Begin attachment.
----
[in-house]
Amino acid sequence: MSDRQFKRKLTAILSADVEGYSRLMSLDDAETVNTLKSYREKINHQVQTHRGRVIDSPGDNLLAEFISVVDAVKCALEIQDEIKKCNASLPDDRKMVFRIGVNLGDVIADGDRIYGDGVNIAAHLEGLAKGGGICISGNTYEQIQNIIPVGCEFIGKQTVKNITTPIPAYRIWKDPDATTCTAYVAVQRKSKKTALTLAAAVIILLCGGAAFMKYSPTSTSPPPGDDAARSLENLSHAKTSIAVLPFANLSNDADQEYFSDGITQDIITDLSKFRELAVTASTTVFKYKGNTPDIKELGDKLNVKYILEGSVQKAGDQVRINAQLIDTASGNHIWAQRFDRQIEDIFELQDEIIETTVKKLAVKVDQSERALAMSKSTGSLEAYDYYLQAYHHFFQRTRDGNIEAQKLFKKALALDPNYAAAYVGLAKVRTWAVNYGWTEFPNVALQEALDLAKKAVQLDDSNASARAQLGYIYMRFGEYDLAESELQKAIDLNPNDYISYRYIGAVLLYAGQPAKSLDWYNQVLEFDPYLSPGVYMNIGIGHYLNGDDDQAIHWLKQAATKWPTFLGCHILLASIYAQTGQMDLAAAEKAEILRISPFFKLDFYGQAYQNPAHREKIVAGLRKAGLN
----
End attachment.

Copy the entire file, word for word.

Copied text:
[in-house]
Amino acid sequence: MSDRQFKRKLTAILSADVEGYSRLMSLDDAETVNTLKSYREKINHQVQTHRGRVIDSPGDNLLAEFISVVDAVKCALEIQDEIKKCNASLPDDRKMVFRIGVNLGDVIADGDRIYGDGVNIAAHLEGLAKGGGICISGNTYEQIQNIIPVGCEFIGKQTVKNITTPIPAYRIWKDPDATTCTAYVAVQRKSKKTALTLAAAVIILLCGGAAFMKYSPTSTSPPPGDDAARSLENLSHAKTSIAVLPFANLSNDADQEYFSDGITQDIITDLSKFRELAVTASTTVFKYKGNTPDIKELGDKLNVKYILEGSVQKAGDQVRINAQLIDTASGNHIWAQRFDRQIEDIFELQDEIIETTVKKLAVKVDQSERALAMSKSTGSLEAYDYYLQAYHHFFQRTRDGNIEAQKLFKKALALDPNYAAAYVGLAKVRTWAVNYGWTEFPNVALQEALDLAKKAVQLDDSNASARAQLGYIYMRFGEYDLAESELQKAIDLNPNDYISYRYIGAVLLYAGQPAKSLDWYNQVLEFDPYLSPGVYMNIGIGHYLNGDDDQAIHWLKQAATKWPTFLGCHILLASIYAQTGQMDLAAAEKAEILRISPFFKLDFYGQAYQNPAHREKIVAGLRKAGLN